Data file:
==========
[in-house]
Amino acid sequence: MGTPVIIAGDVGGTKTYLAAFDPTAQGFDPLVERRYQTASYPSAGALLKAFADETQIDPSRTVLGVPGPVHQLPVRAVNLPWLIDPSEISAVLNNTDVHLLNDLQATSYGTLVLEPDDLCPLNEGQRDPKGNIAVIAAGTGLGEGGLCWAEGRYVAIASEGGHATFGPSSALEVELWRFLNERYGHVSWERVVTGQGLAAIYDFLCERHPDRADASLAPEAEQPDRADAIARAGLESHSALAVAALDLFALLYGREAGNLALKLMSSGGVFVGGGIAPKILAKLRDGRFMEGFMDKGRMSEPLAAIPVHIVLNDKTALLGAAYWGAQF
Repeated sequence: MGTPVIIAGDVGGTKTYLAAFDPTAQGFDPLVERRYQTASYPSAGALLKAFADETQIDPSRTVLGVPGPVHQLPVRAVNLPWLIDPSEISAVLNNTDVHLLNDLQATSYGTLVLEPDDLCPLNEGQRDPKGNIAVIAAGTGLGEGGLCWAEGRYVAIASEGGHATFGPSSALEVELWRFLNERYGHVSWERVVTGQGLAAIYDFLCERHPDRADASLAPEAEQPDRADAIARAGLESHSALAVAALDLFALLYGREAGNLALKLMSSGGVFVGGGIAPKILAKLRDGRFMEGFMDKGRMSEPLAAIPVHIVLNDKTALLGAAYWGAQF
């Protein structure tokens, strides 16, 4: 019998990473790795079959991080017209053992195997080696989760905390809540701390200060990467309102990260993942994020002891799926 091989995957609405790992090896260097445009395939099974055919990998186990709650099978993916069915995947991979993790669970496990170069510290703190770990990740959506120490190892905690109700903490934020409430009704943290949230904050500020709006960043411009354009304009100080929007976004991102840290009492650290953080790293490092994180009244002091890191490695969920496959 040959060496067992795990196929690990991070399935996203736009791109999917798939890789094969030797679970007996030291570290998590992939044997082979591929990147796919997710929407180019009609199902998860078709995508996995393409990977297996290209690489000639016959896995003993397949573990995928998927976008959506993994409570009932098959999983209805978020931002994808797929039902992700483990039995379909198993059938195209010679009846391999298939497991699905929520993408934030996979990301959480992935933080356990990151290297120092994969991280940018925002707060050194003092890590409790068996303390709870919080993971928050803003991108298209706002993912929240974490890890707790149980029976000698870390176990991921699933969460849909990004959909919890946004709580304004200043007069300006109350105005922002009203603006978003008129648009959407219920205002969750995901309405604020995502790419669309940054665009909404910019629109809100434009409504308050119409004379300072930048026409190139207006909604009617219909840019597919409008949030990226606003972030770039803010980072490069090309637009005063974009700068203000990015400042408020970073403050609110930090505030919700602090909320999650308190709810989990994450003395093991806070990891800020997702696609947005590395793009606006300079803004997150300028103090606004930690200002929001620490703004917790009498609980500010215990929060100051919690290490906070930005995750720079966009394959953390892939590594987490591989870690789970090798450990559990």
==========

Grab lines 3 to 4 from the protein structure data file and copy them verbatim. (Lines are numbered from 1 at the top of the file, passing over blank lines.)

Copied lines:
Repeated sequence: MGTPVIIAGDVGGTKTYLAAFDPTAQGFDPLVERRYQTASYPSAGALLKAFADETQIDPSRTVLGVPGPVHQLPVRAVNLPWLIDPSEISAVLNNTDVHLLNDLQATSYGTLVLEPDDLCPLNEGQRDPKGNIAVIAAGTGLGEGGLCWAEGRYVAIASEGGHATFGPSSALEVELWRFLNERYGHVSWERVVTGQGLAAIYDFLCERHPDRADASLAPEAEQPDRADAIARAGLESHSALAVAALDLFALLYGREAGNLALKLMSSGGVFVGGGIAPKILAKLRDGRFMEGFMDKGRMSEPLAAIPVHIVLNDKTALLGAAYWGAQF
């Protein structure tokens, strides 16, 4: 019998990473790795079959991080017209053992195997080696989760905390809540701390200060990467309102990260993942994020002891799926 091989995957609405790992090896260097445009395939099974055919990998186990709650099978993916069915995947991979993790669970496990170069510290703190770990990740959506120490190892905690109700903490934020409430009704943290949230904050500020709006960043411009354009304009100080929007976004991102840290009492650290953080790293490092994180009244002091890191490695969920496959 040959060496067992795990196929690990991070399935996203736009791109999917798939890789094969030797679970007996030291570290998590992939044997082979591929990147796919997710929407180019009609199902998860078709995508996995393409990977297996290209690489000639016959896995003993397949573990995928998927976008959506993994409570009932098959999983209805978020931002994808797929039902992700483990039995379909198993059938195209010679009846391999298939497991699905929520993408934030996979990301959480992935933080356990990151290297120092994969991280940018925002707060050194003092890590409790068996303390709870919080993971928050803003991108298209706002993912929240974490890890707790149980029976000698870390176990991921699933969460849909990004959909919890946004709580304004200043007069300006109350105005922002009203603006978003008129648009959407219920205002969750995901309405604020995502790419669309940054665009909404910019629109809100434009409504308050119409004379300072930048026409190139207006909604009617219909840019597919409008949030990226606003972030770039803010980072490069090309637009005063974009700068203000990015400042408020970073403050609110930090505030919700602090909320999650308190709810989990994450003395093991806070990891800020997702696609947005590395793009606006300079803004997150300028103090606004930690200002929001620490703004917790009498609980500010215990929060100051919690290490906070930005995750720079966009394959953390892939590594987490591989870690789970090798450990559990």